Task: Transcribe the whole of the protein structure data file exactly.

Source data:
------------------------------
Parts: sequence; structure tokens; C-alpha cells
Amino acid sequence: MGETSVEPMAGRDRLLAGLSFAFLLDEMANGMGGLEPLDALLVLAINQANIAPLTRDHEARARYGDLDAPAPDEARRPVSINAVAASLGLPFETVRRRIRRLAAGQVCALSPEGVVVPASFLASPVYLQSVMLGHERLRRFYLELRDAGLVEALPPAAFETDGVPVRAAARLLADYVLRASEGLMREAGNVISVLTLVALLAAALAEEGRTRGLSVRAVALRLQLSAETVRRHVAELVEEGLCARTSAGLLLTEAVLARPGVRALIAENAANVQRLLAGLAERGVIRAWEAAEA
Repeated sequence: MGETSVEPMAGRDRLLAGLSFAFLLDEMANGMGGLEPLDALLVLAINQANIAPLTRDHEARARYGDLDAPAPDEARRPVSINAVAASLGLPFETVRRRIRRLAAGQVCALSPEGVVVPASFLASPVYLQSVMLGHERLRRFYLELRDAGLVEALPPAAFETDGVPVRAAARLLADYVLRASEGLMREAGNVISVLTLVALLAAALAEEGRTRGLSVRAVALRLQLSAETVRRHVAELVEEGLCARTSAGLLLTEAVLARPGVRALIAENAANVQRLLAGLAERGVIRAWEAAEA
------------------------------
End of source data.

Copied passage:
Parts: sequence; structure tokens; C-alpha cells
Amino acid sequence: MGETSVEPMAGRDRLLAGLSFAFLLDEMANGMGGLEPLDALLVLAINQANIAPLTRDHEARARYGDLDAPAPDEARRPVSINAVAASLGLPFETVRRRIRRLAAGQVCALSPEGVVVPASFLASPVYLQSVMLGHERLRRFYLELRDAGLVEALPPAAFETDGVPVRAAARLLADYVLRASEGLMREAGNVISVLTLVALLAAALAEEGRTRGLSVRAVALRLQLSAETVRRHVAELVEEGLCARTSAGLLLTEAVLARPGVRALIAENAANVQRLLAGLAERGVIRAWEAAEA
Repeated sequence: MGETSVEPMAGRDRLLAGLSFAFLLDEMANGMGGLEPLDALLVLAINQANIAPLTRDHEARARYGDLDAPAPDEARRPVSINAVAASLGLPFETVRRRIRRLAAGQVCALSPEGVVVPASFLASPVYLQSVMLGHERLRRFYLELRDAGLVEALPPAAFETDGVPVRAAARLLADYVLRASEGLMREAGNVISVLTLVALLAAALAEEGRTRGLSVRAVALRLQLSAETVRRHVAELVEEGLCARTSAGLLLTEAVLARPGVRALIAENAANVQRLLAGLAERGVIRAWEAAEA